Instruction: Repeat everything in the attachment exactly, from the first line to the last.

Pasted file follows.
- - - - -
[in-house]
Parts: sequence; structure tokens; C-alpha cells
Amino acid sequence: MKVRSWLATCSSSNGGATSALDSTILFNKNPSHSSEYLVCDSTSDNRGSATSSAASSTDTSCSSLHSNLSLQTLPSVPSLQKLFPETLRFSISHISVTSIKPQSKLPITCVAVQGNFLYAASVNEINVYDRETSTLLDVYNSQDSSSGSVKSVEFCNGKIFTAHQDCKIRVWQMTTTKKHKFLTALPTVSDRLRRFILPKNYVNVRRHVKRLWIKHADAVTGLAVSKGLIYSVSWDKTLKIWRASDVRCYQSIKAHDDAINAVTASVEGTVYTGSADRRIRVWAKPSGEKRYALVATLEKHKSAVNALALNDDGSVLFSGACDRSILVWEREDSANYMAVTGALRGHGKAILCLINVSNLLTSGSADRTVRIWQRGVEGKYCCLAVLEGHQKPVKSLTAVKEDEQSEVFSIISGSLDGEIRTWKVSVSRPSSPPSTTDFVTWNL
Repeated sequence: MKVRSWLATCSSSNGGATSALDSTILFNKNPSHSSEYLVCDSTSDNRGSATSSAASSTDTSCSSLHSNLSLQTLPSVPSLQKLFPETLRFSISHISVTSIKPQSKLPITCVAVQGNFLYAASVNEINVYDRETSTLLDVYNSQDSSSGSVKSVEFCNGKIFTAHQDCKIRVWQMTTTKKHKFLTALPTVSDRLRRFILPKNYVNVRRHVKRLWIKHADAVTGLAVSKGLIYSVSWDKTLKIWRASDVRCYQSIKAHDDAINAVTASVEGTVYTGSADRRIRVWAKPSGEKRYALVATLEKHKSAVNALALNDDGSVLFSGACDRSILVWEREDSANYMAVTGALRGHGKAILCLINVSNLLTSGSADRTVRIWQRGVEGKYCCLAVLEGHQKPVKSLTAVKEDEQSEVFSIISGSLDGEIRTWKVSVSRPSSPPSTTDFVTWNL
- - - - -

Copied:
[in-house]
Parts: sequence; structure tokens; C-alpha cells
Amino acid sequence: MKVRSWLATCSSSNGGATSALDSTILFNKNPSHSSEYLVCDSTSDNRGSATSSAASSTDTSCSSLHSNLSLQTLPSVPSLQKLFPETLRFSISHISVTSIKPQSKLPITCVAVQGNFLYAASVNEINVYDRETSTLLDVYNSQDSSSGSVKSVEFCNGKIFTAHQDCKIRVWQMTTTKKHKFLTALPTVSDRLRRFILPKNYVNVRRHVKRLWIKHADAVTGLAVSKGLIYSVSWDKTLKIWRASDVRCYQSIKAHDDAINAVTASVEGTVYTGSADRRIRVWAKPSGEKRYALVATLEKHKSAVNALALNDDGSVLFSGACDRSILVWEREDSANYMAVTGALRGHGKAILCLINVSNLLTSGSADRTVRIWQRGVEGKYCCLAVLEGHQKPVKSLTAVKEDEQSEVFSIISGSLDGEIRTWKVSVSRPSSPPSTTDFVTWNL
Repeated sequence: MKVRSWLATCSSSNGGATSALDSTILFNKNPSHSSEYLVCDSTSDNRGSATSSAASSTDTSCSSLHSNLSLQTLPSVPSLQKLFPETLRFSISHISVTSIKPQSKLPITCVAVQGNFLYAASVNEINVYDRETSTLLDVYNSQDSSSGSVKSVEFCNGKIFTAHQDCKIRVWQMTTTKKHKFLTALPTVSDRLRRFILPKNYVNVRRHVKRLWIKHADAVTGLAVSKGLIYSVSWDKTLKIWRASDVRCYQSIKAHDDAINAVTASVEGTVYTGSADRRIRVWAKPSGEKRYALVATLEKHKSAVNALALNDDGSVLFSGACDRSILVWEREDSANYMAVTGALRGHGKAILCLINVSNLLTSGSADRTVRIWQRGVEGKYCCLAVLEGHQKPVKSLTAVKEDEQSEVFSIISGSLDGEIRTWKVSVSRPSSPPSTTDFVTWNL